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A sickening thought — 11 Comments

  1.  

    'Cost to the taxpayer' is an old chestnut normally used by the lazy politicos to keep the sheeple in line with some fabricated form of secret guilt. It's a variation of that other chestnut, 'a burden on the State.' 

     

    However, it might be judicious to point out that payment for sick days does not exist in most of the private sector …….. just saying!

    • Payment for sick days might not exist in Ireland, but it does in the UK

      https://www.gov.uk/statutory-sick-pay/overview

      Theroetically we pay our staff for the first four days before SSP cuts in, and I think that the SSP is actually claimed back from the Government through reduced NI payments.

      In practice, we pay all our staff in full for the few days they take off sick (not worth the extra admin, and they don't swing the lead), with one exception. This year, one staff member has taken five times the sick days off of the other dozen staff combined, so goes straight on to SSP.

      • As far as I am aware the public sector [which is the subject of the report] provides a number of uncertified sick days [usually around five] per year which are included in the salary conditions.  Certified sick leave is also paid on full salary up to something like six months, after which the salary is reduced considerably.

    • If we are talking about the private sector then the entire "cost" of sick leave falls to the owners of the business in lost productivity.  If a person takes too many days off then it is presumably at the employer's discretion to replace him [or her] with a healthier individual?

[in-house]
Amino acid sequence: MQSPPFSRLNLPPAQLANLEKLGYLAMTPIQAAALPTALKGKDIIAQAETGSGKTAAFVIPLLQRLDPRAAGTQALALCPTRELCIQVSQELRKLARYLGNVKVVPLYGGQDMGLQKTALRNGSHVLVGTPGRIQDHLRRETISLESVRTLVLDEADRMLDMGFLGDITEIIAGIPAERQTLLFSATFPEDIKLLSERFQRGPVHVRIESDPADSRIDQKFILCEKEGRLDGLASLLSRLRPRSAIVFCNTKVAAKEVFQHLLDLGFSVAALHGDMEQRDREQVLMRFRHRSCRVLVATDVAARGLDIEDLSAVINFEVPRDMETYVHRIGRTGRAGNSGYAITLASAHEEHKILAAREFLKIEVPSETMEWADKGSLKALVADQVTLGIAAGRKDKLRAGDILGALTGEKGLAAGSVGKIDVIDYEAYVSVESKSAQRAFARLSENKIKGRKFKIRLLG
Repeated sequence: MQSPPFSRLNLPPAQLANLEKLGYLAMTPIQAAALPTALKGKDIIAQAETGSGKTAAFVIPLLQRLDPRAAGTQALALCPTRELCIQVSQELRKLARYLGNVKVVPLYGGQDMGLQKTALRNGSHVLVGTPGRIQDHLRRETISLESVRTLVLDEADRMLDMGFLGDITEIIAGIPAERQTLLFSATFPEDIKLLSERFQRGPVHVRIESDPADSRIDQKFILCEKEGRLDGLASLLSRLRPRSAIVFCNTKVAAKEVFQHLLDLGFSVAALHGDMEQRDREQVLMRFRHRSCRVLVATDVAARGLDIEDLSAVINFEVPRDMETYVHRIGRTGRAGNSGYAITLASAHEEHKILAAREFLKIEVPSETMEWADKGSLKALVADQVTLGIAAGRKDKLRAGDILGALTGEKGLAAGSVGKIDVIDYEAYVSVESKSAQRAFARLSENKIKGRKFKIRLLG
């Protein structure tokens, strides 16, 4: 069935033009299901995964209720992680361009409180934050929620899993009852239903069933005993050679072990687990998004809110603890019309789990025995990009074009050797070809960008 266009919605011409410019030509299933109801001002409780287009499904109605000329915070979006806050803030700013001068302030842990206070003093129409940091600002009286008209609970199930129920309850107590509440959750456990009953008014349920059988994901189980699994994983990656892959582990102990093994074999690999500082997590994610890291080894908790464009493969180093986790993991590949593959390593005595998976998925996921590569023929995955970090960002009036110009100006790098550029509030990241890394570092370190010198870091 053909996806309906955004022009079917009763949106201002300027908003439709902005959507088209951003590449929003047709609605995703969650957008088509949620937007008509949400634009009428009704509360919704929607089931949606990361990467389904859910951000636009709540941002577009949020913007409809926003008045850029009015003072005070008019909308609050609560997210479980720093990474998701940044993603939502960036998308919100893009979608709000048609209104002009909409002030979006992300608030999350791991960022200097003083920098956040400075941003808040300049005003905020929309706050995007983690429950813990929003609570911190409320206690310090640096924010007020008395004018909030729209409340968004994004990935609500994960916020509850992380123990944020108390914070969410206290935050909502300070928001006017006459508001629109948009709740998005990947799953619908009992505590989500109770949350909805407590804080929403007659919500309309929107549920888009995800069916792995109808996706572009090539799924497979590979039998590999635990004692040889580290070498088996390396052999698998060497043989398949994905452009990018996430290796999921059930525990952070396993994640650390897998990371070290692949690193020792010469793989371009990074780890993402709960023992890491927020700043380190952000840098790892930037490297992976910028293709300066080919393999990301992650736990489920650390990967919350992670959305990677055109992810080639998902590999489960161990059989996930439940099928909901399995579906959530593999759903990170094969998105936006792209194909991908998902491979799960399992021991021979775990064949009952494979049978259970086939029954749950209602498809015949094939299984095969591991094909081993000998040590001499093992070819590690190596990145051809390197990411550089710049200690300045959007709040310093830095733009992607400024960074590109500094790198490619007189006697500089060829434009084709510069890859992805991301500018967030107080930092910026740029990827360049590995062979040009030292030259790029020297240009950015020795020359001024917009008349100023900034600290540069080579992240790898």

• Also government pay sick to all who don’t get paid by their company. Gov also pay companies that do pay sick leave.

        • So as here the 'taxpayer' funds the 'sickies' in more ways than one and the 'cost to government' is zero as the government.

      • Aha! The private sector employer has the discretion to replace the perennial sickie but public servants, (in Ireland), cannot be fired for being sick. In my own experience in the private sector, it was rare to be out sick and when it did happen, it was for a day or two at most, (hospital procedures excluded). The worry was that with the best willin the world, your boss would get impatient and begin to consider a replacement. Once this mental process even began, your job was under threat. If you were out then you had the added worry of work piling up in your absence and that had to be done by you when you got back. As such, sick days were rarely even an issue in my day.Perhaps this has all changed?

        • In the private sector there is indeed a cost to the public purse, as Benefits may have to be paid out.  However in the public sector either the person gets paid sick leave OR social welfare, therefore there is no additional cost.

          Personally I only worked in the private sector for a short time [a couple of years back in the Seventies] so I can't really comment on the current setup there.

    • Hah!  That is spot on.  If I knew what comany he represented, I'd damn near apply for a job there.

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